Background Investigations and Formal Interviews
An in-person interview between the applicant and the investigator is a crucial stage of the security clearance procedure. Typically, the interview takes place a few weeks after the application is received.
You may anticipate the questions to be in-depth, intimate, and wide-ranging because the goal of the interview is to ascertain whether you will pose a security concern if given access to sensitive material. You should anticipate being questioned about your family, spouse, or other relationships, health, past financial dealings, general health, usage of drugs or alcohol, and international travel or affairs.
It is in your best interest to honestly and completely address all of the inquiries made since the interview can allow you to address any unclear behaviors or occurrences in your past.
Adjudicative Guideline-Based Evaluation
The adjudicative guidelines will be used to analyze any incidents you revealed in your application or interview that would suggest you pose a security risk. While evaluating your conduct through these guidelines, adjudicators will usually consider the following factors:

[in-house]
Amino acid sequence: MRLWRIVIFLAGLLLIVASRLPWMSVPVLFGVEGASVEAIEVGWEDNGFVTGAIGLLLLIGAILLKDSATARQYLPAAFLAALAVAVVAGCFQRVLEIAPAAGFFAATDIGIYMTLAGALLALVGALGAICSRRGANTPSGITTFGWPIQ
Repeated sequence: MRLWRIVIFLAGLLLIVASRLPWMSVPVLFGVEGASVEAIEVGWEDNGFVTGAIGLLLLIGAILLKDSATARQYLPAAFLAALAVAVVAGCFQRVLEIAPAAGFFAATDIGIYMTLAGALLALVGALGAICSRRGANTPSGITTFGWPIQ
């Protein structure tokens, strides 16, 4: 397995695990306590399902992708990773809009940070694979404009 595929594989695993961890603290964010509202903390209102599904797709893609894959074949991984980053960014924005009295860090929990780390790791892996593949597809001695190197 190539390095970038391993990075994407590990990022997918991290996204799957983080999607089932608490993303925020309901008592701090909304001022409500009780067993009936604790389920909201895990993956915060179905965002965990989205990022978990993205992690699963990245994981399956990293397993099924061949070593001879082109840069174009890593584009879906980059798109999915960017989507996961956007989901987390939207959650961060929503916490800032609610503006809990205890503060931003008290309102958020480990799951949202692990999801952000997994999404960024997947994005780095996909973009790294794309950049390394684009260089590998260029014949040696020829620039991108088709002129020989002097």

nature, extent, and seriousness of the conduct;
circumstances surrounding the conduct, to include knowledgeable participation;
frequency and recency of the conduct;
individual’s age and maturity at the time of the conduct;
extent to which participation is voluntary;
presence or absence of rehabilitation and other permanent behavioral changes;
motivation for the conduct;
potential for pressure, coercion, exploitation, or duress; and
likelihood of continuation or recurrence.
Guide for Obtaining Security Clearances and Facility Clearances
To learn more about security and facility clearances, check out our guide here.
Reasons for a Denial or Revocation of a Security Clearance
Within six months of your first application, a decision about your eligibility for a security clearance should be made. If your application is rejected, whether at the time of application or after review, you will get a notice—known as a Statement of Reasons—outlining the particular factors and areas of concern that led to the decision.